Mayor Michelle Wu on Friday signed off on a new map for Boston City Council districts, meeting a crucial deadline for avoiding delays to this fall’s elections.
Wu did not make a statement on the new boundaries, but earlier this week praised the council for its “intensive work to reach consensus on a tight timeline.”
After a rushed, bitter process, the council voted 10–2 on Wednesday to approve the map, with supporters calling the new boundaries a compromise. The body had been on a tight timeline to redraw the boundaries of the nine council districts after a federal judge earlier this month blocked a previous map from going into effect, finding that the body had likely considered race in an improper manner when it drew the lines last fall.
Assuming the maps withstand any further legal scrutiny, the new district boundaries will be in effect for the next decade, starting with this fall’s municipal elections.
Wu’s signature likely puts an end to what had been a contentious and chaotic process, which left some city council candidates unsure of the boundaries of the districts they were seeking to represent — and, in some cases, unsure even of which district they would ultimately live in when the map was finalized.
Responding to population surges and shifts over the last decade, the new map shifts voters among Boston’s nine council districts. Some districts where population stayed relatively steady are largely unchanged. The largest changes were made , as a result of population surges in the Seaport, which left South Boston-based District 2 overpopulated relative to other districts.
The new map, which was drafted by Councilor At-Large Ruthzee Louijeune with feedback from a number of other councilors, roughly equalizes the population among districts, while seeking to unite communities with shared needs and interests.
Notably, the new map returns to Dorchester-based District Three a number of majority-white precincts at the southern tip of the neighborhood, a particularly contentious area that had been shifted into neighboring District Four under the blocked map. The border between Districts Three and Four — and the motivation for where it was drawn — was a matter of particular scrutiny in the federal litigation. The border between Districts Four and Five in Mattapan also proved a major point of contention during the latest round of council debates.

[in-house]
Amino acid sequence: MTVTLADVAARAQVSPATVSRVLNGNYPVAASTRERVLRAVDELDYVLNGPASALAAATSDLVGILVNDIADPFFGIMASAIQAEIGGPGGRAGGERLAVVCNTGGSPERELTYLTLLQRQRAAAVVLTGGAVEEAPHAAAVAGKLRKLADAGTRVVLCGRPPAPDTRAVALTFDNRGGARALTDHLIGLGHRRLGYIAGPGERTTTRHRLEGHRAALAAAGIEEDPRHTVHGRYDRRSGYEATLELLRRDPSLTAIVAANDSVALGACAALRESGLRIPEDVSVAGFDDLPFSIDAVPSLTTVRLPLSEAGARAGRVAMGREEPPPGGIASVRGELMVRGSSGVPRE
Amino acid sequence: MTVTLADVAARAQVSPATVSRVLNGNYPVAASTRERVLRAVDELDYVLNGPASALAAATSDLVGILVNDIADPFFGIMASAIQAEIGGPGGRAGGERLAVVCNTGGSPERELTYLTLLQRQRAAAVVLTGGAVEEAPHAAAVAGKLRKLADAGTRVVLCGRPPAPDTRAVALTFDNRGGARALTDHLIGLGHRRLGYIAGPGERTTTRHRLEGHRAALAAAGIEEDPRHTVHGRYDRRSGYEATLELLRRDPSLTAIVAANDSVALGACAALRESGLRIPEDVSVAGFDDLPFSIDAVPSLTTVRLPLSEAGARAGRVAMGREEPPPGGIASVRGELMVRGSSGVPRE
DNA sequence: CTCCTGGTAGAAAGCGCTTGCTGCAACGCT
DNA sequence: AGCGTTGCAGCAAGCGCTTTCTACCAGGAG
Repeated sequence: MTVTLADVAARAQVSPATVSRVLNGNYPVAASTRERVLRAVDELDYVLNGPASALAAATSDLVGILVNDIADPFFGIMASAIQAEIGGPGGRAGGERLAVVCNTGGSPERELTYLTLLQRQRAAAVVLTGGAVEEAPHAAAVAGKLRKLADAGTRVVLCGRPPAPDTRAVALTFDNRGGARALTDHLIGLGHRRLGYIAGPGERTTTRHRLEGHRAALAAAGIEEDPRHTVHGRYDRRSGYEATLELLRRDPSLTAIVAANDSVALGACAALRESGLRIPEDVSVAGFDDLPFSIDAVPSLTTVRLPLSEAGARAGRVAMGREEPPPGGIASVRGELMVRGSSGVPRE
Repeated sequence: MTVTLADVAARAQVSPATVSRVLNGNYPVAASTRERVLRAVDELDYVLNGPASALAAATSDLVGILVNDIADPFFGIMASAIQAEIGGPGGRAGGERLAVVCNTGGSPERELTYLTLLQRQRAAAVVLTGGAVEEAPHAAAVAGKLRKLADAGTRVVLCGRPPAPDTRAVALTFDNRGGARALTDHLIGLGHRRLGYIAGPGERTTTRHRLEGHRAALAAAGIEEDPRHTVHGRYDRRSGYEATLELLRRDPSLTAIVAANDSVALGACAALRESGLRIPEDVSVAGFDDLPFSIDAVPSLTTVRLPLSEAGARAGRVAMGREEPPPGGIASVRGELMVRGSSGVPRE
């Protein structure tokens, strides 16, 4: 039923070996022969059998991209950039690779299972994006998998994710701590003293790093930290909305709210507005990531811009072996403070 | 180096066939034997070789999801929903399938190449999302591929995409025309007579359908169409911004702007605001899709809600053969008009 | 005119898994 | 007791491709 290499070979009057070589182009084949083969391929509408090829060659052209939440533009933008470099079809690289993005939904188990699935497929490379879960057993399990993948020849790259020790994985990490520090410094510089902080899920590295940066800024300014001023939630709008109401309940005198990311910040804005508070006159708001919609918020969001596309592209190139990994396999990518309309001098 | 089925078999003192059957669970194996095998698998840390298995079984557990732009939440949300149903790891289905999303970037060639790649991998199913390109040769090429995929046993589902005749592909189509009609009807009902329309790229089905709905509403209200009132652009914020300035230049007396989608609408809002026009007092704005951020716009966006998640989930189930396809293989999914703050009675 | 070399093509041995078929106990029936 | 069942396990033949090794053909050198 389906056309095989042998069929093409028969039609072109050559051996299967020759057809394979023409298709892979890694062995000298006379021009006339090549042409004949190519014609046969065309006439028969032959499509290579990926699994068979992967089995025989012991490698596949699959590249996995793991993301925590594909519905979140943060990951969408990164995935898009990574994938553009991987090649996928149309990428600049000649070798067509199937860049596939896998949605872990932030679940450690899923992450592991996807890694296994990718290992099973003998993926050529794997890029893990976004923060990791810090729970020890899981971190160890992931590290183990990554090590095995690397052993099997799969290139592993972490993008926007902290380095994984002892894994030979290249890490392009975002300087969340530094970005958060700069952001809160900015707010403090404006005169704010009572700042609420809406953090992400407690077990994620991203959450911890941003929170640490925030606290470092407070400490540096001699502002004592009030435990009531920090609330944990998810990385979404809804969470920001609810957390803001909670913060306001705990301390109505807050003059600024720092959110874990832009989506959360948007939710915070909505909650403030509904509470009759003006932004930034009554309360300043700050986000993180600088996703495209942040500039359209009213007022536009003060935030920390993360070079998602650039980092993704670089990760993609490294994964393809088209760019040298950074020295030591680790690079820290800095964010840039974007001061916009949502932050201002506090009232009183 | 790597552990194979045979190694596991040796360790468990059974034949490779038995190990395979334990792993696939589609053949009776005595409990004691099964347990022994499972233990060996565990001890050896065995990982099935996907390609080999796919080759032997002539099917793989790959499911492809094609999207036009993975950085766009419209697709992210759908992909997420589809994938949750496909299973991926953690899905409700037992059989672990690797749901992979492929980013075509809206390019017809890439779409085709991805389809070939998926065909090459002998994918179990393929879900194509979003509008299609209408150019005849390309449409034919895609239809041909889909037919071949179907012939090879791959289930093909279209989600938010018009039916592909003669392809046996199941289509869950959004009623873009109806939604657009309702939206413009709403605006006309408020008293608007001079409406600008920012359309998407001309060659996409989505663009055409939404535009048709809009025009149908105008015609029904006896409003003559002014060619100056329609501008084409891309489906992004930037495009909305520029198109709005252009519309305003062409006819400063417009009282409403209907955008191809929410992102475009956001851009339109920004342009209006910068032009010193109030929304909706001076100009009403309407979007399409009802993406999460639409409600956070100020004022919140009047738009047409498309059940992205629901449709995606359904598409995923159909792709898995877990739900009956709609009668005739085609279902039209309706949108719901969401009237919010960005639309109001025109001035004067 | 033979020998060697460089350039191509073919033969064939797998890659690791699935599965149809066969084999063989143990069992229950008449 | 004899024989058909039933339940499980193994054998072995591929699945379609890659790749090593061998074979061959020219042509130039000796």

The councilors also united Little Saigon by moving two precincts into District Three, and kept together Chinatown and some affordable housing developments in the South End — both features advocates and residents had sought in public testimony.
Following the judge’s ruling, the revived map-making process grew intensely personal, with some councilors accusing others of machinations to benefit their own political careers, and others criticizing Louijeune for the way she incorporated feedback into the map proposal.
Council negotiations consumed the last few weeks. During a marathon hearing Tuesday evening, councilors argued for hours over the placement of a handful of precincts in a repetitive discussion that included as many personal attacks and accusations as it did suggestions for boundary shifts.
Redistricting is a challenging task under the best circumstances. The once-in-a-decade process requires map makers to balance political, legal, and geographical considerations — and in this case the council had just a few weeks to do it, under the watchful eye of a federal court.
After the council’s vote to approve the map on Wednesday, Louijeune acknowledged that the contentiousness of the process could take a toll on the public trust. She has said repeatedly that redistricting would be better handled by an independent commission, a process that is used in a number of states, including California, Michigan, and Arizona.
“Let’s be honest: We are elected officials who have to get elected, and so the lines will matter to you if it changes the ability of you to win reelection,” Louijeune said after the vote. Map making, she said, exemplifies the ugliness of “sausage making.”
Emma Platoff can be reached at email@example.com. Follow her on Twitter @emmaplatoff.